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Sick: A Memoir by Porochista Khakpour Read Online (FREE)

Sick: A Memoir by Porochista Khakpour

Read Sick: A Memoir by Porochista Khakpour online free here.

Epigraph

“Those great wars which the body wages with the mind a slave to it, in the solitude of the bedroom against the assault of fever or the oncome of melancholia, are neglected. Nor is the reason far to seek. To look these things squarely in the face would need the courage of a lion tamer; a robust philosophy; a reason rooted in the bowels of the earth.”

—Virginia Woolf, On Being Ill

 

“Do you believe, she went on, that the past dies?

Yes, said Margaret. Yes, if the present cuts its throat.”

—Leonora Carrington, The Seventh Horse and Other Tales

 

 

Author’s Note

It seems impossible to tell this story without getting the few certainties out of the way, the closest one can come to “facts.” The hardest part of living with Lyme disease for me has always been the lack of concrete “knowns” and how much they tend to morph and blur over the years, with the medical community and public perception and even within my own body. To pinpoint this disease, to define it, in and of itself is something of a labor already.

Still: Lyme disease is a clinical diagnosis, a disease that is transmitted by a tick bite. The disease is caused by a spiral-shaped bacteria (spirochete) called Borrelia burgdorferi. The Lyme spirochete can cause infection of multiple organs and produce a wide range of symptoms. Less than half of Lyme patients recall seeing a tick bite, and less than half also report seeing any rash. (They say the deer tick—which is usually the carrier of Lyme—can present as smaller than a speck of pepper.) The erythema migrans (EM) or “bull’s-eye” rash is considered the main sign of Lyme, but atypical forms of this rash are seen more frequently. Testing is quite flawed; the commonly used ELISA (enzyme-linked immunosorbent assay) screening test is unreliable, missing 35 percent of culture-proven Lyme disease. There are five subspecies of B. burgdorferi, over one hundred strains in the USA, and three hundred strains worldwide. Testing for babesia, anaplasma, ehrlichia, and bartonella (other tick-transmitted organisms) should always be performed as well, as coinfection with these organisms points to probable infection with Lyme and vice versa.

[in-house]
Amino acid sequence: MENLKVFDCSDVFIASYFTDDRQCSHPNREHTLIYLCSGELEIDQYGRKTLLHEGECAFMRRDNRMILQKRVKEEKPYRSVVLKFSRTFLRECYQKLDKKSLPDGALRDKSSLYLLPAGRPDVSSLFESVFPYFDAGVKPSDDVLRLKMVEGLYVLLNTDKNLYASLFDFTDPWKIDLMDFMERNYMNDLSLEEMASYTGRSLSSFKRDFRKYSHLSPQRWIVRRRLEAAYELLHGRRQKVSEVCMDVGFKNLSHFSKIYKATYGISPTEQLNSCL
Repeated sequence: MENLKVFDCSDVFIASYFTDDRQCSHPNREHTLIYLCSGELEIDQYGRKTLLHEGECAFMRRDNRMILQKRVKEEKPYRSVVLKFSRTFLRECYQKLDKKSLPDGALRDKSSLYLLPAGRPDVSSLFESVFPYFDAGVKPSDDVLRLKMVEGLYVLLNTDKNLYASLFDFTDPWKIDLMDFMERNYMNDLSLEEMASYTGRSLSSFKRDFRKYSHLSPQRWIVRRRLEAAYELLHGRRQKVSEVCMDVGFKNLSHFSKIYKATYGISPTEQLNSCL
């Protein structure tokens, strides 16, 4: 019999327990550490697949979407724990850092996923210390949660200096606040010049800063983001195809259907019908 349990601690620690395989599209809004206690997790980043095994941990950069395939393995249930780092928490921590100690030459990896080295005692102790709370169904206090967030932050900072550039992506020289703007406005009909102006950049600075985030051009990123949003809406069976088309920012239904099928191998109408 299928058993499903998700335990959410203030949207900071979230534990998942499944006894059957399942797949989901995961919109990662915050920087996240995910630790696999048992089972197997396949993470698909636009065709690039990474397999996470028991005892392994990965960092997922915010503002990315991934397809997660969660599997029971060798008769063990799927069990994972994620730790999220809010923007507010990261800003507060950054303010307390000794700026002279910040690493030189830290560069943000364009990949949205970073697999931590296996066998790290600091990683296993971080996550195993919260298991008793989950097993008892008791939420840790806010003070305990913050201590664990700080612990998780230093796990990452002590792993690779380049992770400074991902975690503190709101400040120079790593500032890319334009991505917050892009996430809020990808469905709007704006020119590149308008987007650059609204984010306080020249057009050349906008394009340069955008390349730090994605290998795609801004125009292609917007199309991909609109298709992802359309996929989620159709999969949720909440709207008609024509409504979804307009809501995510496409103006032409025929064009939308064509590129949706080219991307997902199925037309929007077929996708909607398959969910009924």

There are multiple stages and progressions of the disease. Stage 1 is called early localized Lyme disease, and it signifies a stage where the bacteria have not yet spread throughout the body; this form of Lyme can be cured with timely antibiotic use. Stage 2 is called early disseminated Lyme disease, and here the bacteria have begun to spread throughout the body. Stages 3 and 4 are often known as chronic and late-stage Lyme disease, and at this point the bacteria have spread throughout the body. Many patients with chronic Lyme disease require prolonged treatment, all while relapses may occur and retreatment may be required. There are no tests to prove that the organism is at any point eradicated or that the patient with chronic Lyme disease is “cured,” although one can test for inflammation and other markers. Each year, approximately thirty thousand cases of Lyme disease are reported to the CDC. Over the past sixty years, the number of new cases per decade has almost quadrupled; the number of outbreaks each year has more than tripled since 1980.